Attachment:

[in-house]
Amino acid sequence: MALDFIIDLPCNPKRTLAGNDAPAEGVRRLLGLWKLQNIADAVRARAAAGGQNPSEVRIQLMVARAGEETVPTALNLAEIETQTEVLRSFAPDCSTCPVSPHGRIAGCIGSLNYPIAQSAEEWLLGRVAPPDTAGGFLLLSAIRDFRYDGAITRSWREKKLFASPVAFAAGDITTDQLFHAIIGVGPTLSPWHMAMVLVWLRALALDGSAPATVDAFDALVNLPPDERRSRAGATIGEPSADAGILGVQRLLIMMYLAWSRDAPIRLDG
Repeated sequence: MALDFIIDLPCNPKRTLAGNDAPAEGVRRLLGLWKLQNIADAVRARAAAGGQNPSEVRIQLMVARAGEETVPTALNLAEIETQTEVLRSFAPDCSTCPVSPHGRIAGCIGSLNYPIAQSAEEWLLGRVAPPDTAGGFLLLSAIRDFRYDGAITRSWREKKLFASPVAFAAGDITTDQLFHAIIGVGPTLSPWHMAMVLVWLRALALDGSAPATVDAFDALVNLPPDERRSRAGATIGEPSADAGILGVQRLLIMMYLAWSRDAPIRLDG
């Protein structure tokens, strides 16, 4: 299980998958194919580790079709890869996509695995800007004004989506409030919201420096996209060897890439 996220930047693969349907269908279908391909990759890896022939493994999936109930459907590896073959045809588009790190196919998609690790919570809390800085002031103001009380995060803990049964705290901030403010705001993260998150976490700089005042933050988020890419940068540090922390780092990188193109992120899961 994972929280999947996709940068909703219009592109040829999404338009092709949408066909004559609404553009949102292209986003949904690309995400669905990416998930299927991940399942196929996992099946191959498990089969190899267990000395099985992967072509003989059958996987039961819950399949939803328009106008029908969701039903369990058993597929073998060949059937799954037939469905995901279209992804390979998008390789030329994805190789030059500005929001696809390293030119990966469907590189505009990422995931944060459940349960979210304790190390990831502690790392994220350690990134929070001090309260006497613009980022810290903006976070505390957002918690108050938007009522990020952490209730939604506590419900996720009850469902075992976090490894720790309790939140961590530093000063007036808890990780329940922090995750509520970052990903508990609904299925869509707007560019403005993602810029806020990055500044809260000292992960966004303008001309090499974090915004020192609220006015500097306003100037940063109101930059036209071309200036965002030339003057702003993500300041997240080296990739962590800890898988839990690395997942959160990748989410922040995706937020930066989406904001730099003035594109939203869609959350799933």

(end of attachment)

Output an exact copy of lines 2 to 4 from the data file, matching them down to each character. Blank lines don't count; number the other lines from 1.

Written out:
Amino acid sequence: MALDFIIDLPCNPKRTLAGNDAPAEGVRRLLGLWKLQNIADAVRARAAAGGQNPSEVRIQLMVARAGEETVPTALNLAEIETQTEVLRSFAPDCSTCPVSPHGRIAGCIGSLNYPIAQSAEEWLLGRVAPPDTAGGFLLLSAIRDFRYDGAITRSWREKKLFASPVAFAAGDITTDQLFHAIIGVGPTLSPWHMAMVLVWLRALALDGSAPATVDAFDALVNLPPDERRSRAGATIGEPSADAGILGVQRLLIMMYLAWSRDAPIRLDG
Repeated sequence: MALDFIIDLPCNPKRTLAGNDAPAEGVRRLLGLWKLQNIADAVRARAAAGGQNPSEVRIQLMVARAGEETVPTALNLAEIETQTEVLRSFAPDCSTCPVSPHGRIAGCIGSLNYPIAQSAEEWLLGRVAPPDTAGGFLLLSAIRDFRYDGAITRSWREKKLFASPVAFAAGDITTDQLFHAIIGVGPTLSPWHMAMVLVWLRALALDGSAPATVDAFDALVNLPPDERRSRAGATIGEPSADAGILGVQRLLIMMYLAWSRDAPIRLDG
């Protein structure tokens, strides 16, 4: 299980998958194919580790079709890869996509695995800007004004989506409030919201420096996209060897890439 996220930047693969349907269908279908391909990759890896022939493994999936109930459907590896073959045809588009790190196919998609690790919570809390800085002031103001009380995060803990049964705290901030403010705001993260998150976490700089005042933050988020890419940068540090922390780092990188193109992120899961 994972929280999947996709940068909703219009592109040829999404338009092709949408066909004559609404553009949102292209986003949904690309995400669905990416998930299927991940399942196929996992099946191959498990089969190899267990000395099985992967072509003989059958996987039961819950399949939803328009106008029908969701039903369990058993597929073998060949059937799954037939469905995901279209992804390979998008390789030329994805190789030059500005929001696809390293030119990966469907590189505009990422995931944060459940349960979210304790190390990831502690790392994220350690990134929070001090309260006497613009980022810290903006976070505390957002918690108050938007009522990020952490209730939604506590419900996720009850469902075992976090490894720790309790939140961590530093000063007036808890990780329940922090995750509520970052990903508990609904299925869509707007560019403005993602810029806020990055500044809260000292992960966004303008001309090499974090915004020192609220006015500097306003100037940063109101930059036209071309200036965002030339003057702003993500300041997240080296990739962590800890898988839990690395997942959160990748989410922040995706937020930066989406904001730099003035594109939203869609959350799933």